Entries in Mario Covino (14)
David Edmonds is the seventh former CCI executive to plead guilty to FCPA charges.
Two former executives of Control Components Inc. became the second husband and wife convicted of FCPA offenses when they pleaded guilty Monday in federal court in Santa Ana, California.
There could be a lot of reasons for the latest order in the Carson case.
An Italian citizen extradited in July last year to face FCPA charges was released from jail two weeks after his arraignment in California. But he can't leave home.
Federal sentencing dates often slip. But if theirs hold, four defendants in FCPA cases will learn their fates this month:
Gerald and Patricia Green -- January 21, 2010.Jim Bob Brown -- January 28, 2010.
Jason Edward Steph -- January 28, 2010.
If all of them are sentenced on schedule, this will be the biggest sentencing month ever for individuals in cases involving the Foreign Corrupt Practices Act.
This month could also see the longest sentence handed out to an FCPA defendant. Under the federal guidelines, Gerald Green, 77, is facing between 20 and 25 years in prison; the government wants him sentenced to life in prison.
And this may be the month when the first married couple -- Gerald Green and his wife Patricia -- are sentenced for FCPA violations. (Stuart Carson and his wife, Hong Rose Carson, face FCPA charges in another pending case.)
Let's update the list of individuals waiting to be sentenced for violating or conspiring to violate the Foreign Corrupt Practices Act. Since October, Frederic Bourke and William Jefferson have been sentenced and come off the list. Charles Jumet, Paul Novak, and Fernando Maya Basurto have entered guilty pleas are are added to it. Juan Diaz was to be sentenced on November 13 but the court reset his date. A reader also let us know that Si Chan Wooh, the former head of Schnitzer Steel's international subsidiary, who pleaded guilty in June 2007 to conspiracy to violate the FCPA, is scheduled to be sentenced next year in federal court in Oregon. So the list now stands at 18.
Here they are:
Joshua Cantor -- no date given.
Thomas Farrell -- no date given.
Gerald and Patricia Green -- December 17, 2009
Charles Paul Edward Jumet -- February 12, 2010
Paul G. Novak -- February 19, 2010
Antonio Perez -- October 6, 2009. [No sentencing reported and no resetting of the sentencing date shown in the court docket.]Si Chan Wooh -- April 26, 2010
Jason Edward Steph -- January 28, 2010
Let us know if we're still missing anyone or if other sentencing dates have changed.
* * *
Words we like. From Abraham Lincoln, October 1858:
It is the eternal struggle between these two principles — right and wrong — throughout the world. They are the two principles that have stood face to face from the beginning of time; and will ever continue to struggle. The one is the common right of humanity, and the other the divine right of kings. It is the same principle in whatever shape it develops itself. It is the same spirit that says, "You toil and work and earn bread, and I'll eat it." No matter in what shape it comes, whether from the mouth of a king who seeks to bestride the people of his own nation and live by the fruit of their labor, or from one race of men as an apology for enslaving another race, it is the same tyrannical principle.
We count at least thirteen people waiting to be sentenced for violating or conspiring to violate the Foreign Corrupt Practices Act. Both offenses carry a prison term of up to five years. And for substantive offenses the fine can be up to $250,000 or twice the gross gain produced by the bribes. Those on our list either pleaded guilty or were convicted at trial. Their names (linked to posts describing their guilty pleas or convictions) are followed by current sentencing dates. The dates often slip, so we'll try to stay on top of any changes.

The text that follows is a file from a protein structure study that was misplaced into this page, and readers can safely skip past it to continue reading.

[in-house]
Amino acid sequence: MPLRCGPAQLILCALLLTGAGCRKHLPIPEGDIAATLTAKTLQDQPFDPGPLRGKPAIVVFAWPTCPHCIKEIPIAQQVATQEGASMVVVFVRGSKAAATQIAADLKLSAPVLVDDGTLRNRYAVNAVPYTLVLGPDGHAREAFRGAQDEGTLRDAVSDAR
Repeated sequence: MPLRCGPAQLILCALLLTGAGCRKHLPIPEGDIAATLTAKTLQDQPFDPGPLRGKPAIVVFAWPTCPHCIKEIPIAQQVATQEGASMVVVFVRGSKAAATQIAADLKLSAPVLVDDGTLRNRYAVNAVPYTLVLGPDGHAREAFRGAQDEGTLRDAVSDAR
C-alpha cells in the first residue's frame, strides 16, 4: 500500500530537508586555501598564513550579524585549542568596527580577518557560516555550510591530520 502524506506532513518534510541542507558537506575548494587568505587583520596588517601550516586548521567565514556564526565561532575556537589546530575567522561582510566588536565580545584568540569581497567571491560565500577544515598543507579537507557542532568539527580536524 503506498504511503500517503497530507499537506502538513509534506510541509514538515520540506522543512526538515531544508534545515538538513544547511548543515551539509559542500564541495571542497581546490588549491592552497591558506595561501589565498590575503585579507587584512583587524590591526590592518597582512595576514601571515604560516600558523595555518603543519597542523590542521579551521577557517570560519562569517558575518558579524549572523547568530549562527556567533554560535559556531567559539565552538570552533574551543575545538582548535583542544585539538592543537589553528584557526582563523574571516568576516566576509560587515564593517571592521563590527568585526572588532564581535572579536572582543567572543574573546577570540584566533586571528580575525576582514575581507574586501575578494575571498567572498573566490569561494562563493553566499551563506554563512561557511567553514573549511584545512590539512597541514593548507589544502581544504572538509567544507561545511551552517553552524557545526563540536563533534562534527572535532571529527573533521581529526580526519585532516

Who are they? A former congressman, a famous entrepreneur, husband-and-wife movie producers, c-level executives and top managers. Real people who are probably going to jail. Yes, the FCPA is serious, and the consequences of not complying with it can be tragic.
Frederic Bourke -- November 10, 2009.
Jim Bob Brown -- January 28, 2010.
Mario Covino -- January 25, 2010.
Juan Diaz -- November 13, 2009.
Gerald and Patricia Green -- December 17, 2009.
William Jefferson -- November 13, 2009.
Joseph T. Lukas -- April 6, 2010.
Richard Morlok -- January 25, 2010.
Antonio Perez -- October 6, 2009. [No sentencing reported and no resetting of the sentencing date shown in the court docket.]
Leo Winston Smith -- December 18, 2009.
Albert "Jack" Stanley -- February 24, 2010.
Jason Edward Steph -- January 28, 2010.
Let us know if there are others who belong on the list.
Valve-maker Control Components Inc. (CCI) of Rancho Santa Margarita, California pleaded guilty Friday to violating the anti-bribery provisions of the Foreign Corrupt Practices Act (15 U.S.C. §78dd-2) and the Travel Act (18 U.S. C. §1952). It admitted bribing foreign officials in a decade-long scheme to secure contracts in about 36 countries. CCI's plea agreement requires it to pay a criminal fine of $18.2 million, implement an anti-bribery compliance program, retain a compliance monitor for three years, serve a three-year term of organizational probation, and cooperate with the DOJ's ongoing investigation.
CCI designs and manufactures service control valves for use in the nuclear, oil and gas, and power generation industries. Its website is here. It's owned by British-based IMI plc, which trades on the London Stock Exchange under the symbol IMI.L.
The corrupt payments were made to foreign officials at state-owned entities including Jiangsu Nuclear Power Corp. (China), Guohua Electric Power (China), China Petroleum Materials and Equipment Corp., PetroChina, Dongfang Electric Corporation (China), China National Offshore Oil Corporation, Korea Hydro and Nuclear Power, Petronas (Malaysia) and National Petroleum Construction Company (United Arab Emirates).
From 2003 through 2007, CCI made about 236 corrupt payments to foreign officials in more than 30 countries amounting to $4.9 million. The bribes resulted in sales that produced net profits of about $46.5 million.